Because there is no edition for a printed rebuttal, the Eagle Bulletin has a policy not to publish election-related letters to the editor that contain criticisms or new information in the edition prior to the election. We will however, publish election-related letters online in a forum where they can be debated and shared. Any letters related to the village of Fayetteville election that we receive through Wednesday, Sept. 9 will be posted in this space. Letters received after Sept. 9 will not be published.
-David Tyler, Publisher
How to write-in
To the editor:
Many voters are confused about how to write-in a candidate on the ballot for the Village of Fayetteville September 15th election.
There are different ways to interpret the directions on the ballot. For those using absentee ballots, call the Village Clerk at 315-637-9864 for an explanation. For in-person voting, it would be helpful if the Clerk displayed a sample ballot at Village Hall that shows the correct place on the ballot for a write-in. Voters who want to write-in a name deserve the same privacy as all other voters. They should not have to reveal that they want to write-in a name by asking questions of the Clerk.
Writing directions for ballots is an imprecise art. The Village Clerk is an experienced professional who intended to provide clear directions. This confusion over the ballot highlights why having it reviewed by many professionals, who are experts in elections, is the way for modern villages to handle this best.
According to NYS law, villages with populations less than 10,000 may conduct their own elections OR they can pass a resolution transferring responsibility for elections from the Village to the bipartisan Onondaga County Board of Elections (BOE). It is past time for the Village of Fayetteville to debate the merits of a resolution.
The first village in Onondaga County to make the switch did so in 2012; now there are seven villages which have chosen to have their elections completely or partially managed by the BOE. Fayetteville should become number eight.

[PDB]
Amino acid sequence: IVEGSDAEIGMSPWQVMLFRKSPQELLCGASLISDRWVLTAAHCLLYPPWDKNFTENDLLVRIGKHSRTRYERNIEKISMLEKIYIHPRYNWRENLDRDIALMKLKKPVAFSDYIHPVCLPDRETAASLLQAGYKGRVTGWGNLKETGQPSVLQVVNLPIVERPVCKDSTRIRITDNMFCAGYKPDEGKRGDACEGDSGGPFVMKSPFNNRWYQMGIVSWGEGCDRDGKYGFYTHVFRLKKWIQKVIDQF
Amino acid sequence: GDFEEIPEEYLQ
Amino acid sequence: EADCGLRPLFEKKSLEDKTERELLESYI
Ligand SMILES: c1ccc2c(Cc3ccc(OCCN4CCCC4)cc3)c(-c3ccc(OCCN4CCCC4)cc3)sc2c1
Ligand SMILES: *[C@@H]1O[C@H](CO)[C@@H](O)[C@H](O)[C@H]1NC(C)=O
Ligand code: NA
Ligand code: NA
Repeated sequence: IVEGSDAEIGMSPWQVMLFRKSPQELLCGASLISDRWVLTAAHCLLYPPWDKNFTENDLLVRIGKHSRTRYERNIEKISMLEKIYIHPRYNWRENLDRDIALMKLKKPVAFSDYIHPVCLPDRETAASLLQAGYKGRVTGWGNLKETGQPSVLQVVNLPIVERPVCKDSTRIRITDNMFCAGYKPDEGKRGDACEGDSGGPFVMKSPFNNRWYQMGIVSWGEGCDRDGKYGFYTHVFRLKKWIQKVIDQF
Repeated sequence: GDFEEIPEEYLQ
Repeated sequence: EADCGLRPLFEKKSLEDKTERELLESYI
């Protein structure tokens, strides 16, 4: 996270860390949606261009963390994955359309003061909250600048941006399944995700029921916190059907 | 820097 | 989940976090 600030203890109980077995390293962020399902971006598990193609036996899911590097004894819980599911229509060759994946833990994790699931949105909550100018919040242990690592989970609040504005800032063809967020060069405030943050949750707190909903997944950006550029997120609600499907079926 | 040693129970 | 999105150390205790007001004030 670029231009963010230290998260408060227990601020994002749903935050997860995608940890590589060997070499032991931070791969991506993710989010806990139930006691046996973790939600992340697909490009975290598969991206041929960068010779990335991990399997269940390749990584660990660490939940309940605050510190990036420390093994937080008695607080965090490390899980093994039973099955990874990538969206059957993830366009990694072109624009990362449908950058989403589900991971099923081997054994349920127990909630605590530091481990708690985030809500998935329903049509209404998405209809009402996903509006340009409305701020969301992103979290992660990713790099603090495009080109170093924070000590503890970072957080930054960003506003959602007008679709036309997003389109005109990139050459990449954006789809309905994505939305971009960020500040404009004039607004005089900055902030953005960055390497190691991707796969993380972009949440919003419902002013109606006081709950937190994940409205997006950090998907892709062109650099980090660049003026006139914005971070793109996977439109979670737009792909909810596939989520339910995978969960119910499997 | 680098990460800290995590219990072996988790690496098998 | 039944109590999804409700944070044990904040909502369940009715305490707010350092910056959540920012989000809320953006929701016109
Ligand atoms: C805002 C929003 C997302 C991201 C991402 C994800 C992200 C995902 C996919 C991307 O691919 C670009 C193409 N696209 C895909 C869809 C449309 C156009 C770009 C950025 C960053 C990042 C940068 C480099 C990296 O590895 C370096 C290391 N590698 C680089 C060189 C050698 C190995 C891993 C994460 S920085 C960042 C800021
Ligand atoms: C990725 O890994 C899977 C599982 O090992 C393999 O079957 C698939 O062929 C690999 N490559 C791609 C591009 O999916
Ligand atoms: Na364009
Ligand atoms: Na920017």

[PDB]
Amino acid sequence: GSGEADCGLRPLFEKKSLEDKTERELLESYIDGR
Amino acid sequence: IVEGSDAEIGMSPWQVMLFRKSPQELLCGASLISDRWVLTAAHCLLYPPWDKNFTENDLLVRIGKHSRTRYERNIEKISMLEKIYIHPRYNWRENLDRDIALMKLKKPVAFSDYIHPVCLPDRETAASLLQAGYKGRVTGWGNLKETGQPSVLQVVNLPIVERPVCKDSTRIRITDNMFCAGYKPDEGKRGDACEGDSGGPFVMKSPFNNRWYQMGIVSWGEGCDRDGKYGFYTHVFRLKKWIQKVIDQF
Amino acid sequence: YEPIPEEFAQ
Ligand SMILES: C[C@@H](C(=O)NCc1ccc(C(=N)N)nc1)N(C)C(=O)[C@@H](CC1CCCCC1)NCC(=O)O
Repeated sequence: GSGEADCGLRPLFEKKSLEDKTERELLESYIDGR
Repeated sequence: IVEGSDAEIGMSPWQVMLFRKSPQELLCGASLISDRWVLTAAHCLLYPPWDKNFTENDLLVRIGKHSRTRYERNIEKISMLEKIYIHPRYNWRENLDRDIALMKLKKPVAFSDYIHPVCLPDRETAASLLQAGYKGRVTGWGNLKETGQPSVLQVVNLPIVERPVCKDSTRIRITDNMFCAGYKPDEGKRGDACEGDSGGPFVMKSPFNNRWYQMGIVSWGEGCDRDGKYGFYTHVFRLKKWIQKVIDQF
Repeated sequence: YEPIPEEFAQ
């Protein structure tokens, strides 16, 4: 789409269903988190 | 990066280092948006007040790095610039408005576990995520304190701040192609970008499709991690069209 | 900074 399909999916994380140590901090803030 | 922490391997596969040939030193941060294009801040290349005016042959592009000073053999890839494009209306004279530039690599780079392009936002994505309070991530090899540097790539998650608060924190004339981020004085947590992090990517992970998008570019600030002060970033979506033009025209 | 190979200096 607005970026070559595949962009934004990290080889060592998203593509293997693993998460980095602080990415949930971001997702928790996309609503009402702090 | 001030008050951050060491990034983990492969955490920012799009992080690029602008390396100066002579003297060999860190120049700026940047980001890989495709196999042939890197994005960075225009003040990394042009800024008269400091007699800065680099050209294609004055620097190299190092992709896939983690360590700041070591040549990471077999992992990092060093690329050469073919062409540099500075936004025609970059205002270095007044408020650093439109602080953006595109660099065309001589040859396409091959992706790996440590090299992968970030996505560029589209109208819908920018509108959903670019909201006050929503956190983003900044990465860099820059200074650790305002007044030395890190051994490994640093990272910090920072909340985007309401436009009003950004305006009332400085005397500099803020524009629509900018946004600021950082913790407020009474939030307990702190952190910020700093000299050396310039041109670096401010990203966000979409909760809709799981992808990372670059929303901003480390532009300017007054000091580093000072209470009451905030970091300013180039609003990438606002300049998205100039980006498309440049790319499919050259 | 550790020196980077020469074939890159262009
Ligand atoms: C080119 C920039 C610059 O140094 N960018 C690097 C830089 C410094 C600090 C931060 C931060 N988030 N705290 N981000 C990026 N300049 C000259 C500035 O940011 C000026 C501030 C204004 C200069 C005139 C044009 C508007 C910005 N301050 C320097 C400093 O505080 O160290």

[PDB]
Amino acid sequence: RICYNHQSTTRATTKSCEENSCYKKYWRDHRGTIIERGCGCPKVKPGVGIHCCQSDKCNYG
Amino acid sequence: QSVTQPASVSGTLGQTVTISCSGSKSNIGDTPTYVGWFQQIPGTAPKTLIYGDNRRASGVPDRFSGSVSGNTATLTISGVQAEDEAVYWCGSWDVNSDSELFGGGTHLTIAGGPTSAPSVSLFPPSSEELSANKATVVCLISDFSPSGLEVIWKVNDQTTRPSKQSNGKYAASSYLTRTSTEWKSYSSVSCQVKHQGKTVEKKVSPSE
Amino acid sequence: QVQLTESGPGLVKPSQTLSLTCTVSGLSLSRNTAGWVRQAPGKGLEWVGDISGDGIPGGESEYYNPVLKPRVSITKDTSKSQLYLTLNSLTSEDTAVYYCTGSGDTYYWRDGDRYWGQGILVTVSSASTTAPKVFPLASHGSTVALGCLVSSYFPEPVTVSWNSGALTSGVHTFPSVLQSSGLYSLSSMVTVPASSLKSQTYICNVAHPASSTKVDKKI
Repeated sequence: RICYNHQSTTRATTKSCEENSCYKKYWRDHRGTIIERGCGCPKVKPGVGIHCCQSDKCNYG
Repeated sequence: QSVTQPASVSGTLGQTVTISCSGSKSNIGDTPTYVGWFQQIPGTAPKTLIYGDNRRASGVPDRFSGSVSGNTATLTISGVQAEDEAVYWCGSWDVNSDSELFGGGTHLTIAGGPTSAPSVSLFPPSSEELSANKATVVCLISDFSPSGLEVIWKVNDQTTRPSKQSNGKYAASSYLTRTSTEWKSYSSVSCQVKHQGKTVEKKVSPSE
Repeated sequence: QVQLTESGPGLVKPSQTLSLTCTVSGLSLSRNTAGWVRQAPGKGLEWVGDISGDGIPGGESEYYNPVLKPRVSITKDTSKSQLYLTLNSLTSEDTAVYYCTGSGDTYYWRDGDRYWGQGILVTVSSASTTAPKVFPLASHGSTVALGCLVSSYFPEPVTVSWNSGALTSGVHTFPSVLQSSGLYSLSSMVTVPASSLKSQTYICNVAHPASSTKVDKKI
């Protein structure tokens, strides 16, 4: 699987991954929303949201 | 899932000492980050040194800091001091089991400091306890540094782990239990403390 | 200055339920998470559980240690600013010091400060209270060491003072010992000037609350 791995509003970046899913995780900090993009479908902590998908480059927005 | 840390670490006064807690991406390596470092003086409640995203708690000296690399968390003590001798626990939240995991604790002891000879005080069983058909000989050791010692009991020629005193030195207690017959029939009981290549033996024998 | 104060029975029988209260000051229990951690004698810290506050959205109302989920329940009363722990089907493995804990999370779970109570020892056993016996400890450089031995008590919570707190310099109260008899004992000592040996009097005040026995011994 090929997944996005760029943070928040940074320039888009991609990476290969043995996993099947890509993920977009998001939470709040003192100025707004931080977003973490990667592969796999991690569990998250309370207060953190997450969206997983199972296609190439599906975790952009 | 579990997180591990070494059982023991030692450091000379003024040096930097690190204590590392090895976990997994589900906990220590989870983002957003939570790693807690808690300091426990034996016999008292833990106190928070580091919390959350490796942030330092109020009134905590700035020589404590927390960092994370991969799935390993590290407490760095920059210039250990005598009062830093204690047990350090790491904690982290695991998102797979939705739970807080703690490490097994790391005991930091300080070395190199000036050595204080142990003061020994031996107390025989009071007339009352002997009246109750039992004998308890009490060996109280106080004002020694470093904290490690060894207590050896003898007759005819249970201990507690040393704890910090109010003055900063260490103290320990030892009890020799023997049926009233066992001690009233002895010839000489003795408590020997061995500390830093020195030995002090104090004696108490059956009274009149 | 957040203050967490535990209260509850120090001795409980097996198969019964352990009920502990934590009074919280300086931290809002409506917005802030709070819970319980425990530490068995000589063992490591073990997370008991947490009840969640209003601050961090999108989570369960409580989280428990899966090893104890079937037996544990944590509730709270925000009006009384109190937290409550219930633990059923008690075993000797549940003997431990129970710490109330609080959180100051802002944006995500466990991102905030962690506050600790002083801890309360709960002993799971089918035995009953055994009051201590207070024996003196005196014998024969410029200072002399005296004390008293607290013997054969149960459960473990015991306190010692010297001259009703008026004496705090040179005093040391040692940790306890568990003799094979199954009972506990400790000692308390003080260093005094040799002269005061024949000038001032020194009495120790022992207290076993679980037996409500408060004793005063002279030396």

If village elections are managed by the BOE, and, held in November, all costs associated with the election are covered. The Village saves money (printing, staffing, etc.). The savings come from the fact that it does not cost the county anything additional to manage because the elections are already operational. Every citizen is in favor of saving tax dollars.
From the citizen’s point of view, it makes more sense to vote at one point in time rather than have to vote in elections at multiple times of the year. We are busy; we expect efficient governmental operations.
Fayetteville elections are typically held on March 15th. Candidates who chose to campaign have to do so in the months of January, February and March – bitterly cold months when a door-to-door campaign is difficult for candidates and homeowners who might be interested in fresh viewpoints. Homeowners are less likely to talk at their door than they are in the warmer weather months.
Incumbents should not run their own elections. To avoid the appearance of any impropriety, the bipartisan BOE should administer elections. In newspaper articles in 2019, the Fayetteville Mayor stated he does not want to relinquish control of the election process because the village election would be lost in the larger context of a November election. Approximately 200 voters, out of more than 3,000 registered, voted in the 2016 election. It seems the election is already lost.
Alignment with November elections would lead to higher voter participation – a sign of a healthy democracy.
Time to ‘step up’ and elect Cleary
To the editor:
I think it’s the time to step to the line, as Bruce Springsteen sang, and seize the opportunity on September 15 to make our Fayetteville government more responsive to the people. So I urge my fellow citizens to join me in voting for Casey Cleary for village trustee.
Ms. Cleary has stepped up by undertaking a write-in campaign for the office of trustee. We are indeed fortunate to have such a well-informed, highly educated person of the highest integrity be willing to assume responsibility for public service in our hometown. Ms. Cleary would be an eminently qualified advocate for the citizens of Fayetteville. Over the past year, I have observed her work tirelessly to understand the issues facing our village government and develop sound positions on public policy. But perhaps what I value most about Ms. Cleary is her ironclad commitment to the people’s right to know what our government is doing in our name. At every turn, I am sure she will insist on transparency and facilitate public participation.